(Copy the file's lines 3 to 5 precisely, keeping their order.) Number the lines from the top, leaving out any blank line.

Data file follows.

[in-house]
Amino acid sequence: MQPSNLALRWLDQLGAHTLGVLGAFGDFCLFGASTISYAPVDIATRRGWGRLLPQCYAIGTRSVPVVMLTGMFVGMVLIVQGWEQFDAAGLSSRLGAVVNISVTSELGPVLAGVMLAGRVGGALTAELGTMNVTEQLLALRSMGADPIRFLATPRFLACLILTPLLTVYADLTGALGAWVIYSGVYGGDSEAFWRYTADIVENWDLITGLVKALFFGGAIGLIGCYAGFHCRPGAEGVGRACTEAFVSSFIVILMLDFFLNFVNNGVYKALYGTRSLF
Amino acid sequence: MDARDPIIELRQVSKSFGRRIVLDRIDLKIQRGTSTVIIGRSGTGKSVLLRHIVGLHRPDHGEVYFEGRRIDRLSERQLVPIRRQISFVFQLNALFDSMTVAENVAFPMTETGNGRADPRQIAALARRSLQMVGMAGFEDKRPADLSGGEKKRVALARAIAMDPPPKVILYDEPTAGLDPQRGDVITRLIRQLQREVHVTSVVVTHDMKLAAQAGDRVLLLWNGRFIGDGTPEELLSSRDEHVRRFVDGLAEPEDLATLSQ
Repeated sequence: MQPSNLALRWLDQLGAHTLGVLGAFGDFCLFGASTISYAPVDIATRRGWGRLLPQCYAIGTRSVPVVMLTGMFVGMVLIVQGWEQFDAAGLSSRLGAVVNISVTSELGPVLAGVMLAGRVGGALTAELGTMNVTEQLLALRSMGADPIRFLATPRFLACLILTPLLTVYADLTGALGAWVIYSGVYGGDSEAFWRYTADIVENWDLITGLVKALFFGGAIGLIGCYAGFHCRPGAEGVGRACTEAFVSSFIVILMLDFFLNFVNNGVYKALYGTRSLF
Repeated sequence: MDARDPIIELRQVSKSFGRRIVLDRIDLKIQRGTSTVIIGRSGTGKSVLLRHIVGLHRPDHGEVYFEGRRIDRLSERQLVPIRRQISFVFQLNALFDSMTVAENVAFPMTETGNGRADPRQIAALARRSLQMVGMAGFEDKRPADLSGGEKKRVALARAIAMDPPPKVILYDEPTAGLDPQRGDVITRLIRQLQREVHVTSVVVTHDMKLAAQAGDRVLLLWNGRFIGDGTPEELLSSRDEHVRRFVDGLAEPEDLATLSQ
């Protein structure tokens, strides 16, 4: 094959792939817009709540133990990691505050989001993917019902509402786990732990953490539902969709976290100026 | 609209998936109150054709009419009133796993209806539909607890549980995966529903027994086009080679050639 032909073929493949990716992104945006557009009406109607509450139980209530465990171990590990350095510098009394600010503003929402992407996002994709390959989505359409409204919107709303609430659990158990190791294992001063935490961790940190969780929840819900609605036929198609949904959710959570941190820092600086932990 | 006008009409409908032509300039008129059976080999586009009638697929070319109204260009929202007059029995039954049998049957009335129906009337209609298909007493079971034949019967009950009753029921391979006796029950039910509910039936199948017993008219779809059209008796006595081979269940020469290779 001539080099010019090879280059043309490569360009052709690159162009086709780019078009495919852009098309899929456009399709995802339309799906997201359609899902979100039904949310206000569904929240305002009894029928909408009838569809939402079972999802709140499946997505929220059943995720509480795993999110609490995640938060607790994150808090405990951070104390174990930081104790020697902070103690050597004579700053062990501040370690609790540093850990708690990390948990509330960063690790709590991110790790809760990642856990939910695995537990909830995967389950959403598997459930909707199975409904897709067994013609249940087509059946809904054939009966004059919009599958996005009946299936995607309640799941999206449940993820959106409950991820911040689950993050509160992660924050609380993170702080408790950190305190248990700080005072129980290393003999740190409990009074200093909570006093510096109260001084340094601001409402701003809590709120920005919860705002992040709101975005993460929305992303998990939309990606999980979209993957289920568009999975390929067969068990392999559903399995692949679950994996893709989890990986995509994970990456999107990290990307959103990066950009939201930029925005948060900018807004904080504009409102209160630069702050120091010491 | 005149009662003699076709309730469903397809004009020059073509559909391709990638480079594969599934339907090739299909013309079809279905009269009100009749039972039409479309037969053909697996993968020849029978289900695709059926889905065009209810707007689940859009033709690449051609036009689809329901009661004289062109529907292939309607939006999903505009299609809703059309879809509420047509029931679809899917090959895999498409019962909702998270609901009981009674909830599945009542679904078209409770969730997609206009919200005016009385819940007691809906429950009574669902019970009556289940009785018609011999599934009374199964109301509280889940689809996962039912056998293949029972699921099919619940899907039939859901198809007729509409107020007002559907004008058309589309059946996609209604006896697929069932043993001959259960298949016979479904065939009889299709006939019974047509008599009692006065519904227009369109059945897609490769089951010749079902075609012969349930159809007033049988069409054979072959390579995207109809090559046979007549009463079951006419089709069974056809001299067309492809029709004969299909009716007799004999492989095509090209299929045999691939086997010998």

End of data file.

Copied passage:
Amino acid sequence: MDARDPIIELRQVSKSFGRRIVLDRIDLKIQRGTSTVIIGRSGTGKSVLLRHIVGLHRPDHGEVYFEGRRIDRLSERQLVPIRRQISFVFQLNALFDSMTVAENVAFPMTETGNGRADPRQIAALARRSLQMVGMAGFEDKRPADLSGGEKKRVALARAIAMDPPPKVILYDEPTAGLDPQRGDVITRLIRQLQREVHVTSVVVTHDMKLAAQAGDRVLLLWNGRFIGDGTPEELLSSRDEHVRRFVDGLAEPEDLATLSQ
Repeated sequence: MQPSNLALRWLDQLGAHTLGVLGAFGDFCLFGASTISYAPVDIATRRGWGRLLPQCYAIGTRSVPVVMLTGMFVGMVLIVQGWEQFDAAGLSSRLGAVVNISVTSELGPVLAGVMLAGRVGGALTAELGTMNVTEQLLALRSMGADPIRFLATPRFLACLILTPLLTVYADLTGALGAWVIYSGVYGGDSEAFWRYTADIVENWDLITGLVKALFFGGAIGLIGCYAGFHCRPGAEGVGRACTEAFVSSFIVILMLDFFLNFVNNGVYKALYGTRSLF
Repeated sequence: MDARDPIIELRQVSKSFGRRIVLDRIDLKIQRGTSTVIIGRSGTGKSVLLRHIVGLHRPDHGEVYFEGRRIDRLSERQLVPIRRQISFVFQLNALFDSMTVAENVAFPMTETGNGRADPRQIAALARRSLQMVGMAGFEDKRPADLSGGEKKRVALARAIAMDPPPKVILYDEPTAGLDPQRGDVITRLIRQLQREVHVTSVVVTHDMKLAAQAGDRVLLLWNGRFIGDGTPEELLSSRDEHVRRFVDGLAEPEDLATLSQ